Microsoft has released Azure DevOps, a rebranding of VSTS, but also tools serving as its APLM contribution.
Modern application development architectures (microservices) and requirements (CICD) are driving the need for APLM.
Striving for a digital environment, enterprises are challenged to exploit the full benefits of cloud-enabled innovations, assembling solutions that combine and orchestrate both the business software and the infrastructure on which that software runs. While technology providers of switches, servers, cloud services, et al. have certainly set the stage for unified management, automation, and optimization, no single vendor is yet capable of managing the entire lifecycle of this amalgamation. Continue reading “Microsoft Azure DevOps Touches on the Larger APLM Trend”→
• Having laid out its private cloud management and strategy, VMware needs to set its sights on easing microservices and multi-cloud deployment complexities next.
• Articulating its DevOps roadmap, including microservices, service mesh, and serverless computing, would go a long way instilling confidence among customers.
A year after rolling out new cloud services including visibility, cost monitoring, analytics, and security, VMware released during VMworld SaaS-based automation tools, but this is only the tip of the iceberg in helping address customers’ app modernization plans.
Enterprises are now seeking private/hybrid cloud solutions addressing APLM (application and platforms lifecycle management) issues around new development architectures such as microservices and eventually serverless computing. VMware is well positioned through its vSphere enterprise and SP customer base to provide services to enterprises moving to provision containers with security, storage, and networking. While VMware is focused on providing private and hybrid cloud management around early containerization projects involving monolithic applications, it must now turn its attention towards supporting IT operations teams through important product integrations of key technologies such as Istio service mesh and Knative.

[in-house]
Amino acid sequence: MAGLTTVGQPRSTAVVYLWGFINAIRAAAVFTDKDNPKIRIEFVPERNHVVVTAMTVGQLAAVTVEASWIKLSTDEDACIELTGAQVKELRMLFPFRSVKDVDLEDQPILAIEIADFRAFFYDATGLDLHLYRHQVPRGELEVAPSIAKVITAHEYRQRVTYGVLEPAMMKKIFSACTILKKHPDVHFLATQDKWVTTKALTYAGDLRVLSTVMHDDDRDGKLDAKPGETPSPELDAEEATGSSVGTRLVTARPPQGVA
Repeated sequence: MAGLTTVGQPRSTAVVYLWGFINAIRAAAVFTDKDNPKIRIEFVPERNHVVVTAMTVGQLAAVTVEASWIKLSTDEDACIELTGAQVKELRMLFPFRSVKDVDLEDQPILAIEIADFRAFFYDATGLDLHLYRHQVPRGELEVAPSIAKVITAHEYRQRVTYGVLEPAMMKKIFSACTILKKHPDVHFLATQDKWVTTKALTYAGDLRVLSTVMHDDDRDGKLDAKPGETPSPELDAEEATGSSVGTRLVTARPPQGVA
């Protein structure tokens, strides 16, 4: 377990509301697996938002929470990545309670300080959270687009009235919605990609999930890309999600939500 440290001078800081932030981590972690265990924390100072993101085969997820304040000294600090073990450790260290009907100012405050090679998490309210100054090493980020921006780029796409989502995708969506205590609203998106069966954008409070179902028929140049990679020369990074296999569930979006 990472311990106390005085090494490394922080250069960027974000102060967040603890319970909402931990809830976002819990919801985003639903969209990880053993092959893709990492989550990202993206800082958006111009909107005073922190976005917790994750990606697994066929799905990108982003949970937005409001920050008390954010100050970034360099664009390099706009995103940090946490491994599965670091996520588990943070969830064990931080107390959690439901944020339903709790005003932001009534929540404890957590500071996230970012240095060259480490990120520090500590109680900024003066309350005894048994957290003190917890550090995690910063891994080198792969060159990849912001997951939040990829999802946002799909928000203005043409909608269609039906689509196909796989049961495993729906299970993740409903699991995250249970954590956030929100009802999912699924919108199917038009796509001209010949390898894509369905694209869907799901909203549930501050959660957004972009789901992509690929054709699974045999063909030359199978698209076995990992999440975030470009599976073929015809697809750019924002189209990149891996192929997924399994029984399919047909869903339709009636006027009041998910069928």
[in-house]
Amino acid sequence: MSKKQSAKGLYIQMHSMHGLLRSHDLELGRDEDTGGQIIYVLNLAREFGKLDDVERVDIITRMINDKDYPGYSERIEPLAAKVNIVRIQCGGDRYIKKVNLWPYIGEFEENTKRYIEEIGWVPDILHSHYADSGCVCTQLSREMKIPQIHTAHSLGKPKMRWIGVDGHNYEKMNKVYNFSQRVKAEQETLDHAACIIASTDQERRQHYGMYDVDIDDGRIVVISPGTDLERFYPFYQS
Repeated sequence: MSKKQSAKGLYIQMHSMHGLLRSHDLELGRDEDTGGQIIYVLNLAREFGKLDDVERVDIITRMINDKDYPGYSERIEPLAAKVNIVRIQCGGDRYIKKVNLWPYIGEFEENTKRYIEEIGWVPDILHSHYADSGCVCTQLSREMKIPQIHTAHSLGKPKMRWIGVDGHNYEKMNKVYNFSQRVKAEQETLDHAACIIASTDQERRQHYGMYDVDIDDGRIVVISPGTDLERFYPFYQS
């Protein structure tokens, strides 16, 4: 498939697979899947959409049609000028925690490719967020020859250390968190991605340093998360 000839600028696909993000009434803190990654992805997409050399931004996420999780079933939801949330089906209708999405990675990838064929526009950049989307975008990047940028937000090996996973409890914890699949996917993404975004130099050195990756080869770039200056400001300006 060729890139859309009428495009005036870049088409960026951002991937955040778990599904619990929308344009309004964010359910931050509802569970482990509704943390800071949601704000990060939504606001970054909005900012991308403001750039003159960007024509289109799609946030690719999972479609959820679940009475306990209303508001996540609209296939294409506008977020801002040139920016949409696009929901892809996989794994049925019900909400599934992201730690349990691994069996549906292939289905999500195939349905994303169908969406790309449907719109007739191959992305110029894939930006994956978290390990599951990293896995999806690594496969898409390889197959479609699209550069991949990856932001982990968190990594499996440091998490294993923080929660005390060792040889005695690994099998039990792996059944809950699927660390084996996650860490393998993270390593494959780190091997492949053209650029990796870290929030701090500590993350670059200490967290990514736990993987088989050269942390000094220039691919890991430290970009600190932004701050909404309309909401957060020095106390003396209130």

During this week’s VMworld, within VMware’s Cloud Services division there was little context in the way of DevOps strategy, including updates on its containerization strategy which centers around Pivotal Container Service (PKS), VMware Kubernetes Engine (VKE), VMware Integrated Container (VIC), and Photon (microservices) portfolio. VMware needs to ratchet up efforts in coming months to move further up the cloud stack and address enterprise IT operations teams’ APLM issues. This blog post provides five crucial moves VMware needs to make to remain competitive with rival application platforms and hybrid cloud rivals. Continue reading “VMworld 2018: Five Things VMware Needs to Do to Support an Enterprise DevOps Model”→
Microservices will get a boost from growing vendor adoption of Istio (service mesh), Envoy (distributed proxy), and MicroProfile (microservices portability).
Serverless computing is receiving more attention stemming from vendors’ OSS projects, including Knative and CloudEvents.
This summer has seen a raft of activities in OSS projects aimed at easing configuration complexity and furthering adoption around emerging DevOps architectures including microservices and serverless computing. The most notable OSS technologies shoring modern application development/deployment methods are Istio (service mesh) and Knative (serverless), projects spearheaded by Google and others. Yet, rival projects are emerging, promising to throw a wrench into the mix, such as Oracle’s efforts around CloudEvents, now backed by CNCF. Another competitive threat lies in the potential for disruption brewing among little-known startups offering their own pure-play versions of service mesh and serverless technology to developers and software engineers in the form of easy-to-use SaaS offerings. Continue reading “Vendors’ Private Cloud Offerings Hinge on Microservices and Serverless Success”→
Google announced the general availability of Cloud Functions, but are enterprises ready for serverless computing?
• The Google Cloud Build app development environment supports the increased demand for CICD among enterprises.